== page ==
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William N. Sullivan, DDS
Christopher Stanosheck, DDS
PH: (239) 597-4944

Protect yourself from Oral Cancer

Although not as prevalent as other forms of cancer such as lung, breast, and colon cancer, oral cancer still lurks its ugly face in America and worldwide.  According  to the Oral Cancer Society Foundation, approximately 44,000 Americans will be diagnosed this year with oral cancer, and 8000 deaths will be contributed to it.  These numbers are significant enough that it deserves serious preventive measures.

Protect yourself from Oral Cancer

Traditionally, tobacco and alcohol use has been the major causative agent of oral cancer.  However, more recently, the increased incidence of oral cancer is being largely blamed on the Human Papilloma Virus 16, or HPV16 for short.  This is the same virus responsible for over 90% of all cervical cancers.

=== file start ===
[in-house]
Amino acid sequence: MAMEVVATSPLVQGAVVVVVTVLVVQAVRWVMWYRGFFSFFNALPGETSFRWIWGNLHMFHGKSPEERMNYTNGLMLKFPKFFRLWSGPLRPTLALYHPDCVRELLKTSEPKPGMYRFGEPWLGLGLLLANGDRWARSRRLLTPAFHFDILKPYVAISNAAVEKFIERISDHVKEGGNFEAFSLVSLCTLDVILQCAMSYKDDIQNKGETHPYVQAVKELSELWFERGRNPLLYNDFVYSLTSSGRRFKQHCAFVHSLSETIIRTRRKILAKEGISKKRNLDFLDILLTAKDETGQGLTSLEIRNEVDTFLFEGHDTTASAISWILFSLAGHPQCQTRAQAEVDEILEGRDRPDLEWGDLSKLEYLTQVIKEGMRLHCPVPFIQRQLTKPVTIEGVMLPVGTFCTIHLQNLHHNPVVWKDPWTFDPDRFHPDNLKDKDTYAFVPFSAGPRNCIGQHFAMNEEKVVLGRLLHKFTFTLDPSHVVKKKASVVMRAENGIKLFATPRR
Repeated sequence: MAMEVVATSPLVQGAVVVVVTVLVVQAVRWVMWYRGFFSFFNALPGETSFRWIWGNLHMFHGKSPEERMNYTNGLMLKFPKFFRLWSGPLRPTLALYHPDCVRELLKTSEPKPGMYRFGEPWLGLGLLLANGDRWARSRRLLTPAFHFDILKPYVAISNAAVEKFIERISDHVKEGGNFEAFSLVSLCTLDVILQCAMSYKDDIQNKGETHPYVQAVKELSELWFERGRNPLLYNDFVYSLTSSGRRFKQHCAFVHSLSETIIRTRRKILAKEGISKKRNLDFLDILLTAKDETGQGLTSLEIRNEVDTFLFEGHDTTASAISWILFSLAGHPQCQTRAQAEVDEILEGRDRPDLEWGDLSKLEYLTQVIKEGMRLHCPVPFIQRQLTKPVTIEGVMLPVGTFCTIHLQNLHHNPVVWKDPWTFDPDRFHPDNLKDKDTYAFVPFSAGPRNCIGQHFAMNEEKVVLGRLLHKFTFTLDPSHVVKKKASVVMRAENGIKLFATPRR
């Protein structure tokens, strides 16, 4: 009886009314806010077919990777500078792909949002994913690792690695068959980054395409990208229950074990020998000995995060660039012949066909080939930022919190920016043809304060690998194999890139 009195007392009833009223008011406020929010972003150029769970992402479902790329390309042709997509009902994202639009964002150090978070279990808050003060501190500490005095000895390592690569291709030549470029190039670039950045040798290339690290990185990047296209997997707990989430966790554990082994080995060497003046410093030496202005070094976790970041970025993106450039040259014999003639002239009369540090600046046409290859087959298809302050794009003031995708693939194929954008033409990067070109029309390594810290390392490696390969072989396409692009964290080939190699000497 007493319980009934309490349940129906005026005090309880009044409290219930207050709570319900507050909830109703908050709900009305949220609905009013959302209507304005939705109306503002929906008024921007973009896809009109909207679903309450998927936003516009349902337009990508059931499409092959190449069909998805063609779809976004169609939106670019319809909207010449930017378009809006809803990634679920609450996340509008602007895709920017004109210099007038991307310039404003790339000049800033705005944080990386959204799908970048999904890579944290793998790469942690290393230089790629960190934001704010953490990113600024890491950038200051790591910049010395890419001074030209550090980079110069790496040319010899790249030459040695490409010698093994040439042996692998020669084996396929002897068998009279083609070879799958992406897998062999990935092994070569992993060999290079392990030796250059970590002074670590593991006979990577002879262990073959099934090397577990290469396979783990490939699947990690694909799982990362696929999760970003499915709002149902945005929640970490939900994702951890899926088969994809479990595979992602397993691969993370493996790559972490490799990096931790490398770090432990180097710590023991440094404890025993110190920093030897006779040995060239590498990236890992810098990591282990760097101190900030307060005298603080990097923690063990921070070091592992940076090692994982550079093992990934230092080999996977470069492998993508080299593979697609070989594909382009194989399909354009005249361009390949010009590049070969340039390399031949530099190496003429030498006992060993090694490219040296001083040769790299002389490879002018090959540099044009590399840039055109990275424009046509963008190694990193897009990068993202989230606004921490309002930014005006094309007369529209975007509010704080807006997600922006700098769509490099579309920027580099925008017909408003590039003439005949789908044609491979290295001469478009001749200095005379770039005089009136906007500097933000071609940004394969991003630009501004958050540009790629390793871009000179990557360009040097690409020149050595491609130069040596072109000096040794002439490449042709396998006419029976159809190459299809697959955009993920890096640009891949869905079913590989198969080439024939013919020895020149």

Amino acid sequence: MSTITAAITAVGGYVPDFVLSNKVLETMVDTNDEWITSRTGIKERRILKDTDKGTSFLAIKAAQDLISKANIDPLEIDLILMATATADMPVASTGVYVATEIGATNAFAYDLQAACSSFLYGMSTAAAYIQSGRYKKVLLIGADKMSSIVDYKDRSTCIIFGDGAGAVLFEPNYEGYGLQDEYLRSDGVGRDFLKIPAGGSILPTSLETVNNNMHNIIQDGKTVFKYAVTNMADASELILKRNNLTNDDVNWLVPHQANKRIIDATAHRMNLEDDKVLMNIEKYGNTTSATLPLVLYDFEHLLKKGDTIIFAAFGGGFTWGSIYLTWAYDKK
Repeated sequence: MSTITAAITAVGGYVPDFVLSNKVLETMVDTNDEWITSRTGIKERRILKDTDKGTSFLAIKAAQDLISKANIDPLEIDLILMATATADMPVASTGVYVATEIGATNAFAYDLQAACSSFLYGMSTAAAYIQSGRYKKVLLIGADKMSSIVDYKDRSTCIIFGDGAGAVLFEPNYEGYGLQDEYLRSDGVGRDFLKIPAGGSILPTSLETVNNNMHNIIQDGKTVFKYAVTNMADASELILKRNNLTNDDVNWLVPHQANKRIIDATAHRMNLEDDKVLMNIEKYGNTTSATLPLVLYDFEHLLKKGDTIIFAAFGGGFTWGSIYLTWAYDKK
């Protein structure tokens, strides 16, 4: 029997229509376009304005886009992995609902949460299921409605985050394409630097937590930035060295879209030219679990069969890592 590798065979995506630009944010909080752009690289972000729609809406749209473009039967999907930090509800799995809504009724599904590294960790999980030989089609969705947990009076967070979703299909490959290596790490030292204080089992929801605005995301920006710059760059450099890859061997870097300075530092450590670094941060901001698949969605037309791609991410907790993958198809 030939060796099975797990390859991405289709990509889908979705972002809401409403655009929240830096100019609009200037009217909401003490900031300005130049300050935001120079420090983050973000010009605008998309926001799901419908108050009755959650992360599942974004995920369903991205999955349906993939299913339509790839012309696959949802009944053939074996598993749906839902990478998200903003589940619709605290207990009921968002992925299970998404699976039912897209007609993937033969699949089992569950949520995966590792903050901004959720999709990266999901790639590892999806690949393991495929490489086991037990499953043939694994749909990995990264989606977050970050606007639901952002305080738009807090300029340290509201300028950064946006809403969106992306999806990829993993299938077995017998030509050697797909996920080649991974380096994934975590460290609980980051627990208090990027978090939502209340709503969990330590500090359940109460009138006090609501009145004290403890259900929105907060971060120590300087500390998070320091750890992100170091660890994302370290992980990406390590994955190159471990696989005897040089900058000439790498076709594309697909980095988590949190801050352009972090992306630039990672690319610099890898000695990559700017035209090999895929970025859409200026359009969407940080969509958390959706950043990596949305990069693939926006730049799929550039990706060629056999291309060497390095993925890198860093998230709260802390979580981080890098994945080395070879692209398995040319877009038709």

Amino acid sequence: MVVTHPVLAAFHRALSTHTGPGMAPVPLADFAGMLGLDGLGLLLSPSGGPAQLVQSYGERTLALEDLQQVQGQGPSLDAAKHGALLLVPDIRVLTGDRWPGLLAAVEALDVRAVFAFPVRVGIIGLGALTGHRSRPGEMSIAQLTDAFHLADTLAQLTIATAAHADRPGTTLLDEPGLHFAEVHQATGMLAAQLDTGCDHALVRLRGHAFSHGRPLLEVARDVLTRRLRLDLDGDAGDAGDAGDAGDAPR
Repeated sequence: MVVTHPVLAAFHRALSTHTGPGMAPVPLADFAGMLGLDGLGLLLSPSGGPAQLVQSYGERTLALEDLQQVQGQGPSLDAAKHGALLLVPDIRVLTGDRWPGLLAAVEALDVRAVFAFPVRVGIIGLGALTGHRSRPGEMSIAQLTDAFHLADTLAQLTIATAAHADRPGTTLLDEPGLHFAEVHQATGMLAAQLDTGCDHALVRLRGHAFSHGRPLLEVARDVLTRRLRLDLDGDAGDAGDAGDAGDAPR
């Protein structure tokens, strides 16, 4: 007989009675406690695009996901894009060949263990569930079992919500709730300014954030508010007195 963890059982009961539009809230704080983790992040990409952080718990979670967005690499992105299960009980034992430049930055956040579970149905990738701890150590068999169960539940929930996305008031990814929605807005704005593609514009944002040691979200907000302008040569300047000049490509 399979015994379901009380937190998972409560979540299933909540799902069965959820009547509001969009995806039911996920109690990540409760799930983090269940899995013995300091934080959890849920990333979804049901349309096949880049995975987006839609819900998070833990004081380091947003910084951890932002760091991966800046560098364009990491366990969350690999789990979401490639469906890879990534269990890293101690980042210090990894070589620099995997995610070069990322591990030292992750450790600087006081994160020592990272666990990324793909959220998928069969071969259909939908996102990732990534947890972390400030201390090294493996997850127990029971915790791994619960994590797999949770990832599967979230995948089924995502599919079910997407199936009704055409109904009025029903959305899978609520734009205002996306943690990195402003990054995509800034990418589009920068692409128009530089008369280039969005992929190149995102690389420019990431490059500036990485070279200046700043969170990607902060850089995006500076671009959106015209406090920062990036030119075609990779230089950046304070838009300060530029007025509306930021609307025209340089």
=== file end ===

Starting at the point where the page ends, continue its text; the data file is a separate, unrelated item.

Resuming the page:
Oral cancers are so dangerous because they often are undetectable in the initial stages, which allows for secondary spread to other body parts.  They tend not to hurt, and no physical color changes may be apparent.  It is estimated that over 20% of oral cancers have a high chance of developing into a secondary cancer elsewhere.  Most oral cancers are seen in patients over the age of 40, with it affecting males 2:1 over women, and black Americans twice as much as white Americans.  

The question to ask is," How can we prevent this?"  Besides being diligent to inspect your own body of any changes in the appearance or comfort, the best line of defense lies at the dental office.  Dentists and hygienists are specifically trained to look for the signs and symptoms of oral cancer.  As a Naples dentist, I have personally diagnosed several oral lesions that required further treatment.  I regularly perform oral cancer screenings at the office, and all new patients are required to have one.  We look for the warning signs, such as: a white or red patch which may or may not be ulcerated, which doesn't heal in 2 weeks, a lump or mass, pain upon swallowing, or a hoarseness in the voice.

The best treatment for oral cancer is to avoid it, and early detection is vital to survival.  If you, or a loved one is concerned with the possibility of oral cancer, please schedule a comprehensive dental evaluation just to be safe.